The Mute Tab is perhaps the new feature that will make the biggest impact when you are browsing the web. If you have multiple tabs open and amongst those tabs are a few websites that are playing audio, you will be able to tell which webpages are responsible for the audio just by looking at the tab. The biggest annoyance right now if probably not being able to identify which tab is responsible for the audio that’s playing, now you will be easily able to mute the audio on any noisy tabs. Just tap on the sound icon to mute the audio associated with that tab.
Alternatively click and hold the sound icon to see a contextual menu, which gives you a chance to mute all the tabs in Safari from one place.
Another new feature in Safari in El Capitan is the ability to ‘Pin’ websites. To pin a site, go to the site you wish to pin, and select Window > Pin Tab. Now the site’s icon will appear on the left of the Tab bar. It’s possible to remove a Pinned Site, just click on the pinned icon, and when the page opens select Window > Unpin Tab. Pinned sites are a little like bookmarks.
You may be wondering what you gain from pinning favourite websites, after all you can already add them to your Favourites and Hot Sites. One reason to pin a site you frequently access is that the site will be updated in the background, meaning it will always have the latest content loaded up when you open the browser. If you clicks on a link in a pinned site that leads to another page on that site the page will be loaded in the pinned site’s tab, but if it’s an external link it will open in a separate tabs, keeping your pinned site right where it is.
Also new in Safari are some new display preferences in the Safari Reader view. In the Yosemite version of Safari, you could make the text larger or smaller, in El Capitan you will be able to also choose from four colour themes and eight typefaces.
Safari is also getting some improved AirPlay integration with the Apple TV. For example, you will see an AirPlay icon on any video that is compatible for streaming via AirPlay. Just click on this icon to stream the video to your TV via your Apple TV (assuming you have one). This will send just the video, you won’t need to mirror your whole screen. We tested a YouTube video in the Safari 9 beta, the video showed an AirPlay icon beside the Full Screen icon, so far we haven’t been successful sending it to the Apple TV – but we think that is due to a bug in the beta.
There are also some change to the Develop menu, which will be helpful for web developers at least. You can activate it in Safari Preferences > Advanced. One of the new sections is Responsive Design Mode. It allows web designers and developers to see how a site will look on different iOS devices and screen resolutions.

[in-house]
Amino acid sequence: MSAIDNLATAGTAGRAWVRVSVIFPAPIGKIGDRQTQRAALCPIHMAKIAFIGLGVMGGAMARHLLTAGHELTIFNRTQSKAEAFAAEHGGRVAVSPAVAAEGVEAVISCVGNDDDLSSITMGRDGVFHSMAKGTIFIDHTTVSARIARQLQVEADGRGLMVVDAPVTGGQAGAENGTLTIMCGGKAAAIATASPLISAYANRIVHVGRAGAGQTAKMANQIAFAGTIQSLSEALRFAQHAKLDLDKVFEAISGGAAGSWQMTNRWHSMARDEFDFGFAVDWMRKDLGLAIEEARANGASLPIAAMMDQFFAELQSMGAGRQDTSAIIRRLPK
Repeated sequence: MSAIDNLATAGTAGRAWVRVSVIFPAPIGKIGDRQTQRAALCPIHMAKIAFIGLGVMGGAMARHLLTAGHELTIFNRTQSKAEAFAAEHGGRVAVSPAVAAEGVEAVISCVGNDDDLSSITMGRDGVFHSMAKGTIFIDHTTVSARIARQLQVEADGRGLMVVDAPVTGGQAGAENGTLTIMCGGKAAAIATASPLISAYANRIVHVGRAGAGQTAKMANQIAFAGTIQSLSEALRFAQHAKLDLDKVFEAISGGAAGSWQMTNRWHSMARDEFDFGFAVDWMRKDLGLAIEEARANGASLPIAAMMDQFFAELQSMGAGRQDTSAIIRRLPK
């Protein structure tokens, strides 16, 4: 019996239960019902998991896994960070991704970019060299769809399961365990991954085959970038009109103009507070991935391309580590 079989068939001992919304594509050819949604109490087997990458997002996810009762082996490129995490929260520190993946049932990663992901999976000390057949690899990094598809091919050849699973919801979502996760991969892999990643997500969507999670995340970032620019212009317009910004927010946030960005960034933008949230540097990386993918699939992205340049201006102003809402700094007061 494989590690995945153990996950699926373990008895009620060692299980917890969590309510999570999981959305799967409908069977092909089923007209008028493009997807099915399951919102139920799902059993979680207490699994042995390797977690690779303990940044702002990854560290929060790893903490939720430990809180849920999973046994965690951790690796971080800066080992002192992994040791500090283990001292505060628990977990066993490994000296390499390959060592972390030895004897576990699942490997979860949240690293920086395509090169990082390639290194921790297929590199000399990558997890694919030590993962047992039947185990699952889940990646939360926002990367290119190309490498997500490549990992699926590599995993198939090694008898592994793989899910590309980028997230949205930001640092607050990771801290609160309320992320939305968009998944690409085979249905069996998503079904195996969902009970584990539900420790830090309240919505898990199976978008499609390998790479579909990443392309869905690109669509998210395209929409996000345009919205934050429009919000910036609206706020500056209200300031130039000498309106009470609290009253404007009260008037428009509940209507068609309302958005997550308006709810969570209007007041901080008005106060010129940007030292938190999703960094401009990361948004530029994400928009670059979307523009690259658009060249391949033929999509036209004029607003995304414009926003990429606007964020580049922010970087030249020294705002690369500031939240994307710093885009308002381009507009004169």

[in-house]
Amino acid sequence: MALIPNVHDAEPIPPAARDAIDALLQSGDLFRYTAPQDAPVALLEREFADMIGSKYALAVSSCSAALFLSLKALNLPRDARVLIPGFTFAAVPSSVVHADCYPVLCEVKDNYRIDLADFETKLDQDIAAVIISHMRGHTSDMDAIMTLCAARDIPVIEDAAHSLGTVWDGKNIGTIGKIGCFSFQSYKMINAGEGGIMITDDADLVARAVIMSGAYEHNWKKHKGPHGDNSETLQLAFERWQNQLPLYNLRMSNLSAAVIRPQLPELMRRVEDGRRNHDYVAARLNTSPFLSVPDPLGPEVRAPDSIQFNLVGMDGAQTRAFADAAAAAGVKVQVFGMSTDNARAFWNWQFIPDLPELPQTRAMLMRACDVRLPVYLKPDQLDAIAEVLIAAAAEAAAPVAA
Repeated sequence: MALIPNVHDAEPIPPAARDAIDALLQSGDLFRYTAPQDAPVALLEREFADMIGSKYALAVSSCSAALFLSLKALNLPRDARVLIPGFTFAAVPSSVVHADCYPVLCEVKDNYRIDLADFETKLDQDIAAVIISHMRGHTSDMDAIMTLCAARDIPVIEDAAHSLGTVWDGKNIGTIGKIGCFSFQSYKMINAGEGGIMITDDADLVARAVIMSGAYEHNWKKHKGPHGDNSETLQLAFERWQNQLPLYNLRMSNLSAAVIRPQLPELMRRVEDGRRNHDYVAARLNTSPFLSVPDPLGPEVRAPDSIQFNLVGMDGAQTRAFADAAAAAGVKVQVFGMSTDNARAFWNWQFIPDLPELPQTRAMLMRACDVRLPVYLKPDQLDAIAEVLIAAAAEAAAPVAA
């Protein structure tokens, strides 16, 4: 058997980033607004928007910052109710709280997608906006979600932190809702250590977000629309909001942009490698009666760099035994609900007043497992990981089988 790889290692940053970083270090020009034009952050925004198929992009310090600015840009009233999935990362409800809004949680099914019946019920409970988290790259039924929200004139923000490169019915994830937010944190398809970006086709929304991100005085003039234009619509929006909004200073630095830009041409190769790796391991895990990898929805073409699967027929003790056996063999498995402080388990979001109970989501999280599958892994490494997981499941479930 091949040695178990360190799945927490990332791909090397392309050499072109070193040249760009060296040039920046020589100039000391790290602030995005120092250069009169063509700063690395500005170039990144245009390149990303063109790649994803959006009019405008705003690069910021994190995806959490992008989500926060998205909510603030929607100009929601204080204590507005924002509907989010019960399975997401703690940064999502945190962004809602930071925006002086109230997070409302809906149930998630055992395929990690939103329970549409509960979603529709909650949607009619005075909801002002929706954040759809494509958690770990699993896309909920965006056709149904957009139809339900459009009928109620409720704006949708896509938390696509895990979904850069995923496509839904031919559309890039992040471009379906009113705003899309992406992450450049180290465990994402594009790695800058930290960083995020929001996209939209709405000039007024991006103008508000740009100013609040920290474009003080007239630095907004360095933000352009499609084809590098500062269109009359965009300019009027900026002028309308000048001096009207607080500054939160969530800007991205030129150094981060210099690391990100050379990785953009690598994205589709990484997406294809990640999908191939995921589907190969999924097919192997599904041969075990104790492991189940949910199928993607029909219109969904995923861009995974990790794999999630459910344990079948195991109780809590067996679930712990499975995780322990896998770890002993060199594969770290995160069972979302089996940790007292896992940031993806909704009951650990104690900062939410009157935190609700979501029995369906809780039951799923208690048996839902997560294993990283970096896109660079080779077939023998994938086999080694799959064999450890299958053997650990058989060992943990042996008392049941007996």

Keyboard shortcuts in Safari will act slightly differently. If you press Command-1, Command-2, Command-3, etc., on the keyboard it will open the tabs in the Tab bar rather than bookmarks in the Favorites Bar – this includes any Pinned Sites. If you had set up Favorite sites to open to a command press this could be frustrating. Luckily, the keyboard shortcuts for the Favorites Bar are still available, but now you need to press Command-Option-1, Command-Option-2, Command-Option-3, etc.
In Preferences > Extensions you will find a new checkbox for automatically updating extensions from the Safari Extensions Gallery. And the View menu has a new Show Sidebar selection.
Notes in El Capitan
I often use Notes on my Mac when I want to have a document that appears quickly and easily on my iPhone and iPad as well as my Mac. While it’s easy to share things via iCloud the fact that this just works makes it appealing.
Unfortunatly, Notes 3, in Yosemite, doesn’t do very much. The formatting tools are basic. You can add images but other files will just appear as inactive attachments. It’s a popular app, but probably only because it syncs with iOS, not because it’s any good. Luckily Apple is giving it some attention in El Capitan.
Coming in El Capitan is Notes 4 and it offers a lot more features, in fact it could be said to be becoming more like Evernote or any one of the wealth of apps in the App Store that help you take notes, create lists, and more. When you open the app you’ll see three panes, first is the folders, then a view of the Notes in that folder, then the Note itself.
Your be glad to hear that there are quite a few more changes to the app to go along with this new view. First up you can now add videos, audio, and even PDFs to a note and view them there.
There’s also an attachment browser, another thing that makes it more like Evernote. This browser makes it easy to view any attachments you have added to notes, along with web links and map locations.
Another new feature in Notes is the ability to make a checklist. Just select the items in your note and click on Make a Checklist.
One more thing, you’ll notice that the Share button in El Capitan includes Notes, so now you can send items to the Notes app. Probably the quickest way to get anything from your Mac onto your iPhone.